Byung-Chul Han has written no less than fourteen very different books that defy attempt to pigeonhole them into a single concept. From monographs on Heidegger and Hegel to books on globalisation, death, power and the Western passion story. “Duft der Zeit. Ein philosophischer Essay zur Kunst des Verweilens” [The scent of time. A philosophical essay on the art of lingering] is the title of one publication from 2009 – but woe betide any bookseller who places it among gift books, despite its flowery title! It was namely here that Han so brilliantly formulated his criticism of the restlessness of the animal laborans. In his later essay on the “Müdigkeitsgesellschaft” or tiredness society, Han went on to explain how the never-ending pressure of the active life can destroy us. The realisation that the perseverance slogan of positive thinking, as prompted by the dictates of increased efficiency, makes people sick has long since trickled down to the foundations of self-help literature. Han argues pathogenetically. It stands to reason that a culture which coined “Yes we can” as the self-confident slogan of the eternal “can-do” suffers from sicknesses like depression, borderline personality disorder and burnout syndrome. The cause of this internally rooted set of problems is the positively viewed constant potency of an incessant readiness to perform. The scourge of our time is called voluntariness. No longer is it an external repressive power that even leads to the deformation of society, as even in the previous century. “The disciplinary society,” writes Han “is still ruled by the no. Its negativity creates madmen and criminals. The performance society on the other hand creates depressives and failures.” In short, the problem today is not the other but the self (which constantly and emphatically says “Yes!”).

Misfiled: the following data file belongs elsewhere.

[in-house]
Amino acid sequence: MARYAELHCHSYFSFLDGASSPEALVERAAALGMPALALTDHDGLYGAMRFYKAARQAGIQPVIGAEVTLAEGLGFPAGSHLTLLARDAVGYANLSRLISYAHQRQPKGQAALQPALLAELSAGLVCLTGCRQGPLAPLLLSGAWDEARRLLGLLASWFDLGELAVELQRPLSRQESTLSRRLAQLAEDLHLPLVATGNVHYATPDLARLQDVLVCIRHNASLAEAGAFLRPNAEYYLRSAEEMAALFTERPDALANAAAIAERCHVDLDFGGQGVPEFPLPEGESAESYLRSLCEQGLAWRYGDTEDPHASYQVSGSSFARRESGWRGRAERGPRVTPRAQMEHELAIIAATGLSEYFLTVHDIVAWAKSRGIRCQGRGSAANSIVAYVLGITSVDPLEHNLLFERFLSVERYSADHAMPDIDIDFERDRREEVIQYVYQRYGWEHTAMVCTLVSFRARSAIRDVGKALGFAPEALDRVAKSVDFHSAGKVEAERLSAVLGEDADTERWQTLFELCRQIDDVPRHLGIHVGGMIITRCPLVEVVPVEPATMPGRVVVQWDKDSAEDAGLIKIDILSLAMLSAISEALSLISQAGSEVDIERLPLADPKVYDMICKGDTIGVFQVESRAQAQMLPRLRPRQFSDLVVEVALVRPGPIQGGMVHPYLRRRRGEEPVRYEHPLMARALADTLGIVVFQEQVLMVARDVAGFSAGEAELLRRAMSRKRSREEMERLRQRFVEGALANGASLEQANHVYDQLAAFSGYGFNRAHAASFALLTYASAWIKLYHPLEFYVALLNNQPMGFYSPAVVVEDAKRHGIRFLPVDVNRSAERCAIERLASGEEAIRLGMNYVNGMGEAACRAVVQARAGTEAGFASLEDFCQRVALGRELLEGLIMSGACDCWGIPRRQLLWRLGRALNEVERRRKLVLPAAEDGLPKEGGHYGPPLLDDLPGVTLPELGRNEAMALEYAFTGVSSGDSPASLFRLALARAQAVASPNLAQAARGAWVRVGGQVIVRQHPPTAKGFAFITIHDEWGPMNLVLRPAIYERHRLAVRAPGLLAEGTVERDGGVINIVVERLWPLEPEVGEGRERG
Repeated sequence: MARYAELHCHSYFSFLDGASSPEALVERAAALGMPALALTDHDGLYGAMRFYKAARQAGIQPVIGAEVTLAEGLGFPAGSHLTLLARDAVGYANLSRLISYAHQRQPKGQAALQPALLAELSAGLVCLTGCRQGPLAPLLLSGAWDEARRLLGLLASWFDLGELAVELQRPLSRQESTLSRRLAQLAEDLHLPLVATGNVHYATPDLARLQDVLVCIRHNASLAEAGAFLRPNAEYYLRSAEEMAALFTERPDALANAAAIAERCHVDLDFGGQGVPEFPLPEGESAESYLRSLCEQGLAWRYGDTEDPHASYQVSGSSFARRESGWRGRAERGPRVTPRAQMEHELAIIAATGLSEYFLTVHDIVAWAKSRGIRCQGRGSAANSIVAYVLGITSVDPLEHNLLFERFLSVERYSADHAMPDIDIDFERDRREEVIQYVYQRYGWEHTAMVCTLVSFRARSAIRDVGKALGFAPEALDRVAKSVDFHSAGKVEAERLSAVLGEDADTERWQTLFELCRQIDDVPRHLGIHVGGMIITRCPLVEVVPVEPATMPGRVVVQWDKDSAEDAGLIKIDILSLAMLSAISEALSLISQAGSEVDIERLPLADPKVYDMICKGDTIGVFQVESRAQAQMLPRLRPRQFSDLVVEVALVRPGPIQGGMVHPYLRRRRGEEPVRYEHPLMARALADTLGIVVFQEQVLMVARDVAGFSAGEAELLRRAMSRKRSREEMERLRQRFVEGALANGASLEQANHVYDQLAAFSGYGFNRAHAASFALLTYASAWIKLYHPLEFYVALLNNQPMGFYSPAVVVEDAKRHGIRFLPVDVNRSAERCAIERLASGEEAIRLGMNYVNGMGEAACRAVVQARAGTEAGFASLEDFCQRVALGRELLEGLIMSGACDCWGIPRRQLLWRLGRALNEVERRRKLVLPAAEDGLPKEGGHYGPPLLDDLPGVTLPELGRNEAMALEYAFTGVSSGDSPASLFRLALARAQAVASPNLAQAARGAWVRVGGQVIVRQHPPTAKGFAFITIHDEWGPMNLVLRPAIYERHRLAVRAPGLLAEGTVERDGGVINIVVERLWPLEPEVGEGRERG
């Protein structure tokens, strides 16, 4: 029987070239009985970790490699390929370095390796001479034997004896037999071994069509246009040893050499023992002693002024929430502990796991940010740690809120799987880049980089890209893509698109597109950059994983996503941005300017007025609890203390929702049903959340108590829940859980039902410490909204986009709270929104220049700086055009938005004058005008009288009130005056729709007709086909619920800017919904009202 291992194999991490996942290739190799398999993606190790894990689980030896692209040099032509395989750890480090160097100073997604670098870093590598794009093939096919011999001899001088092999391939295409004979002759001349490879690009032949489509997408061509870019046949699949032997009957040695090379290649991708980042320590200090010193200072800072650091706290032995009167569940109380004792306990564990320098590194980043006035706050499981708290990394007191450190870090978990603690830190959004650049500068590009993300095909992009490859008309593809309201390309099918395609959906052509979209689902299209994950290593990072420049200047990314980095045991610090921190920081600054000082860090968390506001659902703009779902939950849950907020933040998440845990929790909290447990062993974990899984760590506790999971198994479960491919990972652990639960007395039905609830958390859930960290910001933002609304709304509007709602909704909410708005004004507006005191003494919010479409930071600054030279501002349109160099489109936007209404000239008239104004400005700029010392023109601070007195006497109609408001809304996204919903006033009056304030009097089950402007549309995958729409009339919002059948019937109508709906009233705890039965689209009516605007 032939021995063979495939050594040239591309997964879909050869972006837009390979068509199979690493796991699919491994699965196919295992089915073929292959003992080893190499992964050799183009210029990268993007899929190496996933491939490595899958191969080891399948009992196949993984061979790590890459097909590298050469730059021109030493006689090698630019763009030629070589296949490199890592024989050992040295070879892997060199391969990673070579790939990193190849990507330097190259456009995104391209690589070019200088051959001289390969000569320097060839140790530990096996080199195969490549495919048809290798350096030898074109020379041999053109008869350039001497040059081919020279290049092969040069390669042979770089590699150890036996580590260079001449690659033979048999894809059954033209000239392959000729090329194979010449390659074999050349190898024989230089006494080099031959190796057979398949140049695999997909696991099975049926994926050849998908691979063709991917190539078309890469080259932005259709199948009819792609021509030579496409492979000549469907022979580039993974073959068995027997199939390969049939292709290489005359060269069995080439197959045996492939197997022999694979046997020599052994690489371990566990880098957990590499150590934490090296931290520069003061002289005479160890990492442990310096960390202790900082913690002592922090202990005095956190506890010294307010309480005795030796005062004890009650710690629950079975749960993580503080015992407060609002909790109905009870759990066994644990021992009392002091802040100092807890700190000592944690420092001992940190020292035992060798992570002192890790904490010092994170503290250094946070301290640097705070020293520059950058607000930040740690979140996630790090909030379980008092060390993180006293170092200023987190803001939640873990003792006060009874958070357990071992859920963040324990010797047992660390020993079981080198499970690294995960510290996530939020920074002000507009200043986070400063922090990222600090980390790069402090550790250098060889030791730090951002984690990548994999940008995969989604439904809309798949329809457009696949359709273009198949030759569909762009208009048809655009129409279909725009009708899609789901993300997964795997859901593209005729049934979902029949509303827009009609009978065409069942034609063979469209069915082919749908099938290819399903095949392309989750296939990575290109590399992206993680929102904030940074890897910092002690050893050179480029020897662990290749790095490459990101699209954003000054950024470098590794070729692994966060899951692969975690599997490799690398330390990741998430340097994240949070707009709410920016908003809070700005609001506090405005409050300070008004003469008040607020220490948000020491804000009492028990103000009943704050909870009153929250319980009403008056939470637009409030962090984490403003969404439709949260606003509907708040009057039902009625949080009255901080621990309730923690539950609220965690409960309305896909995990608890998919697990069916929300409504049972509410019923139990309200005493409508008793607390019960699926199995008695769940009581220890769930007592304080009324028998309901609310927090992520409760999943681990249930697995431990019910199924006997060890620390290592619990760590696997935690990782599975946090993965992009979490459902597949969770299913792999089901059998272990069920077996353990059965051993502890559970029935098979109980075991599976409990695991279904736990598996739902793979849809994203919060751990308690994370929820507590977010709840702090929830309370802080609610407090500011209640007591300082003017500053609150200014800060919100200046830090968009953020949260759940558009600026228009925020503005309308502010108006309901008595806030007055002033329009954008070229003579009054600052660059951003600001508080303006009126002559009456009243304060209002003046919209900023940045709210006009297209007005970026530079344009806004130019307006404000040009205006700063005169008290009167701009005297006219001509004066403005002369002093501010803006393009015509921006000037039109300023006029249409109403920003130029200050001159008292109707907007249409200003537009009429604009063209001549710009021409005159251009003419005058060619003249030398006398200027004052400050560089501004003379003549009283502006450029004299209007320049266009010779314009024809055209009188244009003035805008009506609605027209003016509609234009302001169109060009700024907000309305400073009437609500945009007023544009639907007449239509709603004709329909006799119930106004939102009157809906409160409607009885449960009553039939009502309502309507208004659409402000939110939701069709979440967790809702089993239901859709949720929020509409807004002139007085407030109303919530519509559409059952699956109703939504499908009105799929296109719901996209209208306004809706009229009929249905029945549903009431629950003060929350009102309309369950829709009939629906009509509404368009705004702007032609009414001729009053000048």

more from at Sign and Sight here.